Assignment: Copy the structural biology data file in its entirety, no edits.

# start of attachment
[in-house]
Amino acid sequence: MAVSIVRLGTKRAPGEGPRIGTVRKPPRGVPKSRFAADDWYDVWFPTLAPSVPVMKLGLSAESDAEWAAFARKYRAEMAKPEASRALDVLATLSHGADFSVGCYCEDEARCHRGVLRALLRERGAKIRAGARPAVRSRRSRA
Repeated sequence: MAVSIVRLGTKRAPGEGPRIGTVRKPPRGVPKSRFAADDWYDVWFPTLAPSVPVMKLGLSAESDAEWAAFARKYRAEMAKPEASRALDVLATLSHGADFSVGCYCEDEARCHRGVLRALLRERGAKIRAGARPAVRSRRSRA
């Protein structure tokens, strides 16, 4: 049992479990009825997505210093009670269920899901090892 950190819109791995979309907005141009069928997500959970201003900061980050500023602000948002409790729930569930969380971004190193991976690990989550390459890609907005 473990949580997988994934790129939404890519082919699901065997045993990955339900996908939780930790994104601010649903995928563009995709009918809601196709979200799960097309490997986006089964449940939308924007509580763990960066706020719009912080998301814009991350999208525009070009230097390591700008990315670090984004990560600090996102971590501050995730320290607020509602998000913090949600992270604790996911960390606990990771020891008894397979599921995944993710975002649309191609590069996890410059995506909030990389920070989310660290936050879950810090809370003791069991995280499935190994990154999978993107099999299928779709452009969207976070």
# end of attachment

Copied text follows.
[in-house]
Amino acid sequence: MAVSIVRLGTKRAPGEGPRIGTVRKPPRGVPKSRFAADDWYDVWFPTLAPSVPVMKLGLSAESDAEWAAFARKYRAEMAKPEASRALDVLATLSHGADFSVGCYCEDEARCHRGVLRALLRERGAKIRAGARPAVRSRRSRA
Repeated sequence: MAVSIVRLGTKRAPGEGPRIGTVRKPPRGVPKSRFAADDWYDVWFPTLAPSVPVMKLGLSAESDAEWAAFARKYRAEMAKPEASRALDVLATLSHGADFSVGCYCEDEARCHRGVLRALLRERGAKIRAGARPAVRSRRSRA
């Protein structure tokens, strides 16, 4: 049992479990009825997505210093009670269920899901090892 950190819109791995979309907005141009069928997500959970201003900061980050500023602000948002409790729930569930969380971004190193991976690990989550390459890609907005 473990949580997988994934790129939404890519082919699901065997045993990955339900996908939780930790994104601010649903995928563009995709009918809601196709979200799960097309490997986006089964449940939308924007509580763990960066706020719009912080998301814009991350999208525009070009230097390591700008990315670090984004990560600090996102971590501050995730320290607020509602998000913090949600992270604790996911960390606990990771020891008894397979599921995944993710975002649309191609590069996890410059995506909030990389920070989310660290936050879950810090809370003791069991995280499935190994990154999978993107099999299928779709452009969207976070």